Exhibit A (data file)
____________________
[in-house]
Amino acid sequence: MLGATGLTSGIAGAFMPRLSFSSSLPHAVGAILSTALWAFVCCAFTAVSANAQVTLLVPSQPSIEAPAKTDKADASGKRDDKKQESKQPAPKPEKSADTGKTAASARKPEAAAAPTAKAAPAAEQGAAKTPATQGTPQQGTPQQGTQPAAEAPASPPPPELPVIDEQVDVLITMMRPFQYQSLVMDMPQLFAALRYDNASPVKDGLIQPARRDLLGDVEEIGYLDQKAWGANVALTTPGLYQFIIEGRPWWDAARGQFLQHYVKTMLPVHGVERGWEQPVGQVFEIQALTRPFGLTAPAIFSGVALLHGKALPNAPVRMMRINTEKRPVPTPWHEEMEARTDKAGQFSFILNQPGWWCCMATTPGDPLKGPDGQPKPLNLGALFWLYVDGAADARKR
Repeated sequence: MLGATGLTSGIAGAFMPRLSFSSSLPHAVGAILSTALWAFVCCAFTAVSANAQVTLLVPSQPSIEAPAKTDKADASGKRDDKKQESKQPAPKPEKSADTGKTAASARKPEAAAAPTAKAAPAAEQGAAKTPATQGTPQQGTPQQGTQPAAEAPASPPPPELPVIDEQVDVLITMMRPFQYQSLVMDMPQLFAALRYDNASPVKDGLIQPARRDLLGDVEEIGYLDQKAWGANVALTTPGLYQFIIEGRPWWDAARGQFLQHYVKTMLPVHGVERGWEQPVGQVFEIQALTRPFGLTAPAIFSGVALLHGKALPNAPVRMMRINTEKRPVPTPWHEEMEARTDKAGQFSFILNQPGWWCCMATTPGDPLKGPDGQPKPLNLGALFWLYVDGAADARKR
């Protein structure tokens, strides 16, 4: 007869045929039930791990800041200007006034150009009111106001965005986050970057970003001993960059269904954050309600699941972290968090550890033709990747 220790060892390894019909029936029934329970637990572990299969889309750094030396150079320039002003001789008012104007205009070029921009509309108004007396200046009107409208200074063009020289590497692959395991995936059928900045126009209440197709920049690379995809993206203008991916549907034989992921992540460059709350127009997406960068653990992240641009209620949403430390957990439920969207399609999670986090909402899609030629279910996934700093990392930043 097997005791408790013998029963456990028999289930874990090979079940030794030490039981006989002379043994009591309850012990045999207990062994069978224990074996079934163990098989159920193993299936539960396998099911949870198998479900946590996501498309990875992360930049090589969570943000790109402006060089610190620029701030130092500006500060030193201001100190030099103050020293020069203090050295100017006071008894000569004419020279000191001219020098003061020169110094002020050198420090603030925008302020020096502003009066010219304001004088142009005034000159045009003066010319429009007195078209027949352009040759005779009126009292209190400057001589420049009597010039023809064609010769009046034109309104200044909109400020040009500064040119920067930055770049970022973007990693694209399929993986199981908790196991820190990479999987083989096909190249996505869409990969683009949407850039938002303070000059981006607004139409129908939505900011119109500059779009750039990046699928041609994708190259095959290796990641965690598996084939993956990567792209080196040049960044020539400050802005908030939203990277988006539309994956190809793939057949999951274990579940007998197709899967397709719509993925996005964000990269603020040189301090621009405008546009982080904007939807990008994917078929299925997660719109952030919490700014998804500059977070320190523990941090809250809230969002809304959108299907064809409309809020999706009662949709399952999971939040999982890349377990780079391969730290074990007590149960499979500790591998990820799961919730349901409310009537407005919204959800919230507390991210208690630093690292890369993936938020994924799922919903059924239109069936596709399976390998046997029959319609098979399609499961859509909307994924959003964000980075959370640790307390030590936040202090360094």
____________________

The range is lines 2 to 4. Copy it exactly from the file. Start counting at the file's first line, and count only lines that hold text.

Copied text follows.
Amino acid sequence: MLGATGLTSGIAGAFMPRLSFSSSLPHAVGAILSTALWAFVCCAFTAVSANAQVTLLVPSQPSIEAPAKTDKADASGKRDDKKQESKQPAPKPEKSADTGKTAASARKPEAAAAPTAKAAPAAEQGAAKTPATQGTPQQGTPQQGTQPAAEAPASPPPPELPVIDEQVDVLITMMRPFQYQSLVMDMPQLFAALRYDNASPVKDGLIQPARRDLLGDVEEIGYLDQKAWGANVALTTPGLYQFIIEGRPWWDAARGQFLQHYVKTMLPVHGVERGWEQPVGQVFEIQALTRPFGLTAPAIFSGVALLHGKALPNAPVRMMRINTEKRPVPTPWHEEMEARTDKAGQFSFILNQPGWWCCMATTPGDPLKGPDGQPKPLNLGALFWLYVDGAADARKR
Repeated sequence: MLGATGLTSGIAGAFMPRLSFSSSLPHAVGAILSTALWAFVCCAFTAVSANAQVTLLVPSQPSIEAPAKTDKADASGKRDDKKQESKQPAPKPEKSADTGKTAASARKPEAAAAPTAKAAPAAEQGAAKTPATQGTPQQGTPQQGTQPAAEAPASPPPPELPVIDEQVDVLITMMRPFQYQSLVMDMPQLFAALRYDNASPVKDGLIQPARRDLLGDVEEIGYLDQKAWGANVALTTPGLYQFIIEGRPWWDAARGQFLQHYVKTMLPVHGVERGWEQPVGQVFEIQALTRPFGLTAPAIFSGVALLHGKALPNAPVRMMRINTEKRPVPTPWHEEMEARTDKAGQFSFILNQPGWWCCMATTPGDPLKGPDGQPKPLNLGALFWLYVDGAADARKR
């Protein structure tokens, strides 16, 4: 007869045929039930791990800041200007006034150009009111106001965005986050970057970003001993960059269904954050309600699941972290968090550890033709990747 220790060892390894019909029936029934329970637990572990299969889309750094030396150079320039002003001789008012104007205009070029921009509309108004007396200046009107409208200074063009020289590497692959395991995936059928900045126009209440197709920049690379995809993206203008991916549907034989992921992540460059709350127009997406960068653990992240641009209620949403430390957990439920969207399609999670986090909402899609030629279910996934700093990392930043 097997005791408790013998029963456990028999289930874990090979079940030794030490039981006989002379043994009591309850012990045999207990062994069978224990074996079934163990098989159920193993299936539960396998099911949870198998479900946590996501498309990875992360930049090589969570943000790109402006060089610190620029701030130092500006500060030193201001100190030099103050020293020069203090050295100017006071008894000569004419020279000191001219020098003061020169110094002020050198420090603030925008302020020096502003009066010219304001004088142009005034000159045009003066010319429009007195078209027949352009040759005779009126009292209190400057001589420049009597010039023809064609010769009046034109309104200044909109400020040009500064040119920067930055770049970022973007990693694209399929993986199981908790196991820190990479999987083989096909190249996505869409990969683009949407850039938002303070000059981006607004139409129908939505900011119109500059779009750039990046699928041609994708190259095959290796990641965690598996084939993956990567792209080196040049960044020539400050802005908030939203990277988006539309994956190809793939057949999951274990579940007998197709899967397709719509993925996005964000990269603020040189301090621009405008546009982080904007939807990008994917078929299925997660719109952030919490700014998804500059977070320190523990941090809250809230969002809304959108299907064809409309809020999706009662949709399952999971939040999982890349377990780079391969730290074990007590149960499979500790591998990820799961919730349901409310009537407005919204959800919230507390991210208690630093690292890369993936938020994924799922919903059924239109069936596709399976390998046997029959319609098979399609499961859509909307994924959003964000980075959370640790307390030590936040202090360094």